• Thursday, July 25, 2024
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BusinessDay

5 things learnt from UNODC report

Bribes

A survey by the United Nations Office on Drugs and Crime (UNODC) and the Nigerian Bureau of Statistics (NBS) shows Nigerians paid N675 billion as bribes to public officials this year.

There are however other interesting reveals from the survey which involved 33,000 households, and 33,067 respondents across all states of the country and the FCT.

Nigerians now internalise Bribery:

Naming and shaming or whistle-blowing is an important way to eradicate corruption, but Nigerians feeling too helpless to demand change now internalise corruption.

In 2016, the biggest reason why Nigerians did not report corruption was that the majority (35%) believed it was pointless and nobody would care, while 33 percent said it was common practice.

This year, the percentage of people who believe nobody would listen dropped to 28 percent while the majority (35%) now say bribery is normal.

This shows that discouraged Nigerians are now beginning to accept a culture of corruption.

Bribery has a Regional dimension:

On a regional basis, the prevalence of bribery has declined more in the Northern Region with the North East and North West noting a decline, while the South-South and South-East have noted increases except the South-West where there was a decline.

The biggest decline was in the North-West while North-Central saw the biggest increase.

Healthcare, Security, Housing now more pressing issues than Corruption:

In 2019, less percentage of Nigerians see corruption as a concern. More importantly, they rate Health care and Housing as bigger issues affecting their lives.

Corruption moved down the list from 3rd to 5th position with 9 percent considering it an issue compared to 14 percent three years ago, meanwhile, there has been a sharp increase in the level of public concern about security and health issues while housing trumps corruption on the public concern.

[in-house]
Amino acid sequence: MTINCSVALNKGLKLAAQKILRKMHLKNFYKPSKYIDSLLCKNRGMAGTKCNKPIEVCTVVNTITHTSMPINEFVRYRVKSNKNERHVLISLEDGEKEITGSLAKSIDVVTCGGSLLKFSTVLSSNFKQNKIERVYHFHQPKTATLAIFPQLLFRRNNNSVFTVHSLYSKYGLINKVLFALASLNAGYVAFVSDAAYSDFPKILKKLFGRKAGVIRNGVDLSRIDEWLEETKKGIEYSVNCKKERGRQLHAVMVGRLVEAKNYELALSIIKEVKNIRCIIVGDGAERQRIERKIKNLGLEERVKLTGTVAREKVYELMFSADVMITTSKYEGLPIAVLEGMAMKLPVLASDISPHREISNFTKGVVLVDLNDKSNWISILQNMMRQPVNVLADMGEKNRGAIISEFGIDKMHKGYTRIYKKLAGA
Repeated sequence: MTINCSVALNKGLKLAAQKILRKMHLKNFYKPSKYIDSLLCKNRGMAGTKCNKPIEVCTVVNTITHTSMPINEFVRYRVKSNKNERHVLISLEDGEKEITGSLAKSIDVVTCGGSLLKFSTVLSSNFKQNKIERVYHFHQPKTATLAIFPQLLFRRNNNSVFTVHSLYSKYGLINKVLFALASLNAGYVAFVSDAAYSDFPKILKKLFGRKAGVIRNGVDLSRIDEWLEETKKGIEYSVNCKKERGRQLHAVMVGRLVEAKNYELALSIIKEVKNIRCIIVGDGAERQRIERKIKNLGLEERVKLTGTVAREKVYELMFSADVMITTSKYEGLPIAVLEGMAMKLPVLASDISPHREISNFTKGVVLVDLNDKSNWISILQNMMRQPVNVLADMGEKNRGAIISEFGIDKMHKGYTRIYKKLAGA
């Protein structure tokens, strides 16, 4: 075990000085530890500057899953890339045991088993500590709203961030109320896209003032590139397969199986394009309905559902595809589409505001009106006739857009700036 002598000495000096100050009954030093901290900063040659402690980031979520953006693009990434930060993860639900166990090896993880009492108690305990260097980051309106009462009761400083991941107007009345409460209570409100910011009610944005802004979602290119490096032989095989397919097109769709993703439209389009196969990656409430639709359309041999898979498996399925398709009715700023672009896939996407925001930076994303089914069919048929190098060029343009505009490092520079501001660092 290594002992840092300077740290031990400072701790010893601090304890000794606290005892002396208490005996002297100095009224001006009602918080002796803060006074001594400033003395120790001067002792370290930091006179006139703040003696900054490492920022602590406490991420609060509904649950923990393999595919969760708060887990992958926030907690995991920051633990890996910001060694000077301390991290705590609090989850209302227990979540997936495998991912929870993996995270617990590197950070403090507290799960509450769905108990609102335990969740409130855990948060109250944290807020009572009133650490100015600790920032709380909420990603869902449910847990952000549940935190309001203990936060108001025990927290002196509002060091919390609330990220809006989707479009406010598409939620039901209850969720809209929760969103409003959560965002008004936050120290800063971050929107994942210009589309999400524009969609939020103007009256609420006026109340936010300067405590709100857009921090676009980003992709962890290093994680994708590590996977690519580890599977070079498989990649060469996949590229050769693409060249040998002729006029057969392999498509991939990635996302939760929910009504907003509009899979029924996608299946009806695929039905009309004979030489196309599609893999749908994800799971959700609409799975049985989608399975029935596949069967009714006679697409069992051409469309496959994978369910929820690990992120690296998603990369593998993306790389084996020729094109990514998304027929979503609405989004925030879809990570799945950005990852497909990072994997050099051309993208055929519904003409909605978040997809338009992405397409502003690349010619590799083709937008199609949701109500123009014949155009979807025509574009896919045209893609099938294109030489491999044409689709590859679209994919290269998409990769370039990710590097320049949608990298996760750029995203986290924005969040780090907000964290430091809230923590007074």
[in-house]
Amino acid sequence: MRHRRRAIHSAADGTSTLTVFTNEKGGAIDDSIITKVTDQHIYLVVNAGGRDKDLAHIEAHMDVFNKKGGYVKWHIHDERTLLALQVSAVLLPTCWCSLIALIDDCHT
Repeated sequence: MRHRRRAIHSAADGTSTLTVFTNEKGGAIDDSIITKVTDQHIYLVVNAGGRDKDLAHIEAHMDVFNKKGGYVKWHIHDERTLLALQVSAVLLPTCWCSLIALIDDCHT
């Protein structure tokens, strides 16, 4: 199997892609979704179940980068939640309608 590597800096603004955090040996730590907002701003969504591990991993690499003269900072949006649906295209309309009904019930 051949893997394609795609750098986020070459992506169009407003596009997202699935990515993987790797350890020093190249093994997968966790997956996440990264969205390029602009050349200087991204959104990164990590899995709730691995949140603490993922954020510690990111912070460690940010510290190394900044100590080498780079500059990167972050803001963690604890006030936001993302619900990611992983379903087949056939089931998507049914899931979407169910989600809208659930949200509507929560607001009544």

Corruption is declining but Nigerians think otherwise:

Most Nigerians-except in the North East and North West-are convinced that the country is more corrupt than it used to be although the reality is different.

Citizens’ actual experience of corruption has declined by 2 percent points to 30 percent.

According to the researchers, a possible explanation of the pattern comes from the subjective evaluation of whether, first, the Government is committed in the fight against corruption and, second, whether it is effective.

“These indicators are highly correlated with each other (meaning that those who think the Government is not committed to the fight against corruption also think that it is not effective) and, unsurprisingly, they show regional polarization,” the survey noted.

Bribes are paid more for family reasons than for business favours:

Nigerians pay bribes mostly to speed up procedure but it is not for business reasons but for personal ones.

More than half of bribes (57 per cent) paid to public officials were purely for personal and family reasons, while a quarter of bribes were paid for work or business reasons, according to the report.

Nevertheless, the average bribes paid for work- or business-related reasons (N9,148) was significantly larger than the average cash bribes paid for personal or family reasons (NGN 4,818).

In addition, the average number of bribes paid per bribe-payer was roughly eight in the case of bribes paid for business reasons and five in the case of bribes paid for personal or family reasons.

These shares (private vs personal) were largely the same as in the 2016 survey with 12 percent of cases where bribes were paid simultaneously for personal and business-related reasons.

In six percent of the cases, the motivation for paying bribes was not known.